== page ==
Are Vertical Axis Turbines the Future of Offshore Wind Power?

As turbines scale ever bigger, new work on old designs might present some advantages.

2 min read
Are Vertical Axis Turbines the Future of Offshore Wind Power?

Vertical axis wind turbines, or VAWTs, have been around for many years. Generally they are considered less effective than the standard horizontal axis turbines that increasingly dot the landscape, but they do have their advantages. And as the U.S. pushes ever harder to join the offshore wind power party, there is renewed interest in VAWT designs for offshore use.

Sandia National Laboratories in Albuquerque, New Mexico, part of the Department of Energy (DOE), is working under a DOE-funded program to re-evaluate VAWT designs for offshore use. They say that the vertical turbines have several advantages over standard windmills. These include a lower center of gravity, reduced complexity of design, and better scalability to very large sizes. 

That last characteristic is crucial, and unique to offshore wind power. Companies have been rapidly scaling up offshore turbine sizes, reaching mammoth 7-megawatt sizes in recent years. According to a Sandia press release:

Large offshore VAWT blades in excess of 300 meters will cost more to produce than blades for onshore wind turbines. But as the machines and their foundations get bigger—closer to the 10–20 megawatt (MW) scale—turbines and rotors become a much smaller percentage of the overall system cost for offshore turbines, so other benefits of the VAWT architecture could more than offset the increased rotor cost.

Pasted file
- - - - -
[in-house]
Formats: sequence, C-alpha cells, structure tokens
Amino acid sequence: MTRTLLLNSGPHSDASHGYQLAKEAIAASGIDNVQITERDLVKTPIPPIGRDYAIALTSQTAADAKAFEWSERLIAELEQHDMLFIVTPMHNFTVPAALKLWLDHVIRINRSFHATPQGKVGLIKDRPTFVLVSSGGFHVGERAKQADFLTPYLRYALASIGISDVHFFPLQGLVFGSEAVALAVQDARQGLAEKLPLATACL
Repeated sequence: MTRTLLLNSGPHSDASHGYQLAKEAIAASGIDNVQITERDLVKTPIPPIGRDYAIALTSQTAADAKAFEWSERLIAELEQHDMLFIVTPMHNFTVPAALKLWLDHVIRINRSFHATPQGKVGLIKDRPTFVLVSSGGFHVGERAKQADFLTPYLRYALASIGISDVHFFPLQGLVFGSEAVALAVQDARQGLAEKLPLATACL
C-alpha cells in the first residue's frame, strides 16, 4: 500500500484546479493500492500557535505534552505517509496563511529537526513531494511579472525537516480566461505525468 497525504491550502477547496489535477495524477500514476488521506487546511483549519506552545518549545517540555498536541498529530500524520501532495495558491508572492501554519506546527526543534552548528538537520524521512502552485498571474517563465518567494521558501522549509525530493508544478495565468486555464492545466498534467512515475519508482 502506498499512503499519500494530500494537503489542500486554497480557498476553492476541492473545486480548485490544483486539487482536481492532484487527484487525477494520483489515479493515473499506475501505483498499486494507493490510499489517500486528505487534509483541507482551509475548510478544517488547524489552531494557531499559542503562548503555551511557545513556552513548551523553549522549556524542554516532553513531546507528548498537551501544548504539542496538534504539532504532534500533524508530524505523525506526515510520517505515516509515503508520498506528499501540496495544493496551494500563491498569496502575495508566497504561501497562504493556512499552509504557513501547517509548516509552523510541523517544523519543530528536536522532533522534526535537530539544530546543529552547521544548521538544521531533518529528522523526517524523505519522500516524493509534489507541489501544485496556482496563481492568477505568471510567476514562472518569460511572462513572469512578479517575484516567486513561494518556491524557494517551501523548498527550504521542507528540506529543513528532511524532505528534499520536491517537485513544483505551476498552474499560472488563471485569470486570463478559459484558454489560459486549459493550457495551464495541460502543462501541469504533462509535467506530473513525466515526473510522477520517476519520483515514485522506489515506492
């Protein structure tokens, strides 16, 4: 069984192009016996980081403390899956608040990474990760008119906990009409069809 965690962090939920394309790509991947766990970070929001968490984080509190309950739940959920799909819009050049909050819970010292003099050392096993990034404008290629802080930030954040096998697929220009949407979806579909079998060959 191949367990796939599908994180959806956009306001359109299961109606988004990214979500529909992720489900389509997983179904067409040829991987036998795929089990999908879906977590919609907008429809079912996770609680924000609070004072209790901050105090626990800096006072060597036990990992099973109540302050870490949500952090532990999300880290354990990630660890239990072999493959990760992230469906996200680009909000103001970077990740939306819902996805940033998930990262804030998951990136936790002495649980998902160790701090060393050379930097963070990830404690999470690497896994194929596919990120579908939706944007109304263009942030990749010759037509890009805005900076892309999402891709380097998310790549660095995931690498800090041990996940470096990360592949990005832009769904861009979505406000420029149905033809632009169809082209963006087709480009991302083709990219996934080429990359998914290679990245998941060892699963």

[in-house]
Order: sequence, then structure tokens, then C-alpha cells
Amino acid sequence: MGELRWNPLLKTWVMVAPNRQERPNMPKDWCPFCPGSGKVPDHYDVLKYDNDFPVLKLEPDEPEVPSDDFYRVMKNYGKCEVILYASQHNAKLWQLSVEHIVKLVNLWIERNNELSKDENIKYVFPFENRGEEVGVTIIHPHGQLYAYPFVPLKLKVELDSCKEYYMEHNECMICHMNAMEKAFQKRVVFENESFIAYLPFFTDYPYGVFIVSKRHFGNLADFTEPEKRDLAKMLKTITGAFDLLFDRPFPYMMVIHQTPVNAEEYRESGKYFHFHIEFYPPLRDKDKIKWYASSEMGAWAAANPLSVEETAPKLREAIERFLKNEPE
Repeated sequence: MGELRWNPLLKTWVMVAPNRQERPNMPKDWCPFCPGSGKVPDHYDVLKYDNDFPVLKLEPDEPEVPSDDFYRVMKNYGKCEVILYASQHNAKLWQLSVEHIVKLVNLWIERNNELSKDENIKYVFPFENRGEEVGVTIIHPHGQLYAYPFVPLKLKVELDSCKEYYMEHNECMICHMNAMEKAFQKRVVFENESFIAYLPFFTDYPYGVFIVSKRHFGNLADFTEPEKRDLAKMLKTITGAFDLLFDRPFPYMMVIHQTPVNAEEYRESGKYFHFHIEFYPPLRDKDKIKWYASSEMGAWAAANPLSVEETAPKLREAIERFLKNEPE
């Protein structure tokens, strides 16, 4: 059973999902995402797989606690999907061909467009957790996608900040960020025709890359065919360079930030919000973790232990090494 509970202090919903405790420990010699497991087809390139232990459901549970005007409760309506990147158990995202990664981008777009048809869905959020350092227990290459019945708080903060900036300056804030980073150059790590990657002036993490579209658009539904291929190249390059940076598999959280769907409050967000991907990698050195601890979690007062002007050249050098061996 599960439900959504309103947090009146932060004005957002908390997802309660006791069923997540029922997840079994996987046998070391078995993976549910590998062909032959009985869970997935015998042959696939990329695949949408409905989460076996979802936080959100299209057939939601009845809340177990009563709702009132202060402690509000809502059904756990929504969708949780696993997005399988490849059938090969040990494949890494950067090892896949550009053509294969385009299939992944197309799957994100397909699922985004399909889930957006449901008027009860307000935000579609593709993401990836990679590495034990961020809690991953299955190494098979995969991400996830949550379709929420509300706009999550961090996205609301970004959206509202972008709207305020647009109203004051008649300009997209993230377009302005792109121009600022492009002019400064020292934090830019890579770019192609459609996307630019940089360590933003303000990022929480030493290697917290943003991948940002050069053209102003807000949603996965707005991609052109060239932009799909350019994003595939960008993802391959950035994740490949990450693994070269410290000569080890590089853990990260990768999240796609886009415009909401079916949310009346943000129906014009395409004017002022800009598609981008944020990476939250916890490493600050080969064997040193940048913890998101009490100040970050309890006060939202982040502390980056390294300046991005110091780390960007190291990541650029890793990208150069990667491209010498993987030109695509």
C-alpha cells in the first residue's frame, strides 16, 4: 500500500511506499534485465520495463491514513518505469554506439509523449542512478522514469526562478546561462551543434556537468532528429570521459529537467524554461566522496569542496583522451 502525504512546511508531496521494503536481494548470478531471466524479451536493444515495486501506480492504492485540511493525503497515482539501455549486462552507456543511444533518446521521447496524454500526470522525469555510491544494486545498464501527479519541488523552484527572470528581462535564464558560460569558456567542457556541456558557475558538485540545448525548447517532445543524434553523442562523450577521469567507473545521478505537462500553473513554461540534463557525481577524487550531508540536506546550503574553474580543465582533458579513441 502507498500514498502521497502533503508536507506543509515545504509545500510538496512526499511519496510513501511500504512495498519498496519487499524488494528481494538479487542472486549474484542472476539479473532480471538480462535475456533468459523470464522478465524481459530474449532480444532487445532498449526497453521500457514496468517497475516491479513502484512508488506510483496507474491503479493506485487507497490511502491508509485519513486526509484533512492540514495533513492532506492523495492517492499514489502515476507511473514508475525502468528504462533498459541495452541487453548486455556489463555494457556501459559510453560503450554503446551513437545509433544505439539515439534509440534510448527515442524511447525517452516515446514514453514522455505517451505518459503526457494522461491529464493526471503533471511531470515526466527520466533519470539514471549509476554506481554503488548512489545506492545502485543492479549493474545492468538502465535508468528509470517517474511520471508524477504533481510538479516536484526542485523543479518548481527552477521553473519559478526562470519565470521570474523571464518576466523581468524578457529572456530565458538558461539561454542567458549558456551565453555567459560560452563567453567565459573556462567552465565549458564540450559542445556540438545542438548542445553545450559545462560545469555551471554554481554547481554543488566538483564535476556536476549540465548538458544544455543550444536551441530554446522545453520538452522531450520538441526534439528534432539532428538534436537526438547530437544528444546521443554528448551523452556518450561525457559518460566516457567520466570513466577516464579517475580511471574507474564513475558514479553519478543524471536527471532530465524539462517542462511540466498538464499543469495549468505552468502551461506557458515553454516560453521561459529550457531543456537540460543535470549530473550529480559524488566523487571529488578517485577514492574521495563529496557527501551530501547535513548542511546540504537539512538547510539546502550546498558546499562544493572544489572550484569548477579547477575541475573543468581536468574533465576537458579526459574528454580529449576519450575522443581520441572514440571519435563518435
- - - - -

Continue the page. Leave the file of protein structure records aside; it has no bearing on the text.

Still, making enormous VAWT blades is difficult. The blades are significantly curved, which becomes more and more of a manufacturing challenge as they grow in size. There is also a difficulty involved with "cyclic loading" on the drivetrain of a VAWT: the torque on the blade differs as it rotates, based on whether the blade is in the upwind or downwind position. Sandia will evaluate new rotor designs that help balance out these torque differences. The end result of this project will hopefully be some new turbines capable of filling what will theoretically be a burgeoning U.S. offshore wind market.

One of these days, offshore wind power is finally going to make it to U.S. waters; it will be nice to have a variety of high-power, high-efficiency options for turbines when that day arrives.

Image: Sandia National Laboratories

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How to Prevent Blackouts by Packetizing the Power Grid

The rules of the Internet can also balance electricity supply and demand

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How to Prevent Blackouts by Packetizing the Power Grid
Dan Page
DarkBlue1

Bad things happen when demand outstrips supply. We learned that lesson too well at the start of the pandemic, when demand for toilet paper, disinfecting wipes, masks, and ventilators outstripped the available supply. Today, chip shortages continue to disrupt the consumer electronics, automobile, and other sectors. Clearly, balancing the supply and demand of goods is critical for a stable, normal, functional society.

That need for balance is true of electric power grids, too. We got a heartrending reminder of this fact in February 2021, when Texas experienced an unprecedented and deadly winter freeze. Spiking demand for electric heat collided with supply problems created by frozen natural-gas equipment and below-average wind-power production. The resulting imbalance left more than 2 million households without power for days, caused at least 210 deaths, and led to economic losses of up to US $130 billion.

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